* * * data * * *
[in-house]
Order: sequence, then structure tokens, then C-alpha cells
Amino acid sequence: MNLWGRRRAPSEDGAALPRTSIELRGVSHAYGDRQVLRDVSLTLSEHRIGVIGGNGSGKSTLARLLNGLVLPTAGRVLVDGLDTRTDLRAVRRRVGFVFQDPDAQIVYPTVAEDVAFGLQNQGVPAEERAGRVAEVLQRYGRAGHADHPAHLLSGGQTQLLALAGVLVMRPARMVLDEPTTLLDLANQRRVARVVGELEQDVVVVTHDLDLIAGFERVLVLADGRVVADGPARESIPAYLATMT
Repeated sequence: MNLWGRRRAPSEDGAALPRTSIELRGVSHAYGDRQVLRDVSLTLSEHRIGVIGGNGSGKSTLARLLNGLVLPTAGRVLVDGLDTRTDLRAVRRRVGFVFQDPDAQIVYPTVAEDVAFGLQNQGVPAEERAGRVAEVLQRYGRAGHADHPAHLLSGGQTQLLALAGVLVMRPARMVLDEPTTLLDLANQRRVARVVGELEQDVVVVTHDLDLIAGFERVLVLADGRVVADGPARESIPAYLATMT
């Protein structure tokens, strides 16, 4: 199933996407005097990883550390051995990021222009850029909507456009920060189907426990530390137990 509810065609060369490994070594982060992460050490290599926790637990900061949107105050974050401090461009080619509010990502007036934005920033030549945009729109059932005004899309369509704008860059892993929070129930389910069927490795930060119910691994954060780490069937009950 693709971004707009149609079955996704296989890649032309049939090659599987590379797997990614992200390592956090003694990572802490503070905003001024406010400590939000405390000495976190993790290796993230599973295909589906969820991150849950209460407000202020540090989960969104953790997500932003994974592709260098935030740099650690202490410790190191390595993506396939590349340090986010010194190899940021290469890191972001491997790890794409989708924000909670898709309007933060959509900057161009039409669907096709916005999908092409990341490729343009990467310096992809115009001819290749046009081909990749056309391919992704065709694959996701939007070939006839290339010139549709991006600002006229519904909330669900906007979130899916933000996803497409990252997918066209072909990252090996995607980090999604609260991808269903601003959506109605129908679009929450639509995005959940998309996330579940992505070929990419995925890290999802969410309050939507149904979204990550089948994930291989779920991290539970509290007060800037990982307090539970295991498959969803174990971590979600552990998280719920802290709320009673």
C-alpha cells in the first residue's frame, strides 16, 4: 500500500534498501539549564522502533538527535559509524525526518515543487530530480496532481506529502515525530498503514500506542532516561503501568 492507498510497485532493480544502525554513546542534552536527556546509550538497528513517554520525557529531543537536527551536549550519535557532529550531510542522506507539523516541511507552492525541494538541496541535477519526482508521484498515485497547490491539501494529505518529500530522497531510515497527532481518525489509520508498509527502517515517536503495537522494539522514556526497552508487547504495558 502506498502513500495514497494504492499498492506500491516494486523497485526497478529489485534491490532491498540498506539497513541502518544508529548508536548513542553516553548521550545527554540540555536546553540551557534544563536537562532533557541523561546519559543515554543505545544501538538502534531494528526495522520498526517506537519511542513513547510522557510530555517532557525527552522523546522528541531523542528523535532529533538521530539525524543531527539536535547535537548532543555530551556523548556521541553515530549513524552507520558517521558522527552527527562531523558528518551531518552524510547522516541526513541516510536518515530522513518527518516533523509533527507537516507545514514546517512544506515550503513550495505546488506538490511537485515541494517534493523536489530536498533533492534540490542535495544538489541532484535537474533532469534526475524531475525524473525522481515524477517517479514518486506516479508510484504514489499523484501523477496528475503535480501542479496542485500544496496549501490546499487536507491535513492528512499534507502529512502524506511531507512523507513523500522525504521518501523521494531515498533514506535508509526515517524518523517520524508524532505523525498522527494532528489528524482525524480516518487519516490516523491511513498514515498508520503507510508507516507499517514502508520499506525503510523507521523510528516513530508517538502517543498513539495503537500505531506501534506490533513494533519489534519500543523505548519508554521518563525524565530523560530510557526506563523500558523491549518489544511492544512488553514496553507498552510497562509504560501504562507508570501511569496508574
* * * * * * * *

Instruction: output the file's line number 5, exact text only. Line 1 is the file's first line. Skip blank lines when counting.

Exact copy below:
């Protein structure tokens, strides 16, 4: 199933996407005097990883550390051995990021222009850029909507456009920060189907426990530390137990 509810065609060369490994070594982060992460050490290599926790637990900061949107105050974050401090461009080619509010990502007036934005920033030549945009729109059932005004899309369509704008860059892993929070129930389910069927490795930060119910691994954060780490069937009950 693709971004707009149609079955996704296989890649032309049939090659599987590379797997990614992200390592956090003694990572802490503070905003001024406010400590939000405390000495976190993790290796993230599973295909589906969820991150849950209460407000202020540090989960969104953790997500932003994974592709260098935030740099650690202490410790190191390595993506396939590349340090986010010194190899940021290469890191972001491997790890794409989708924000909670898709309007933060959509900057161009039409669907096709916005999908092409990341490729343009990467310096992809115009001819290749046009081909990749056309391919992704065709694959996701939007070939006839290339010139549709991006600002006229519904909330669900906007979130899916933000996803497409990252997918066209072909990252090996995607980090999604609260991808269903601003959506109605129908679009929450639509995005959940998309996330579940992505070929990419995925890290999802969410309050939507149904979204990550089948994930291989779920991290539970509290007060800037990982307090539970295991498959969803174990971590979600552990998280719920802290709320009673």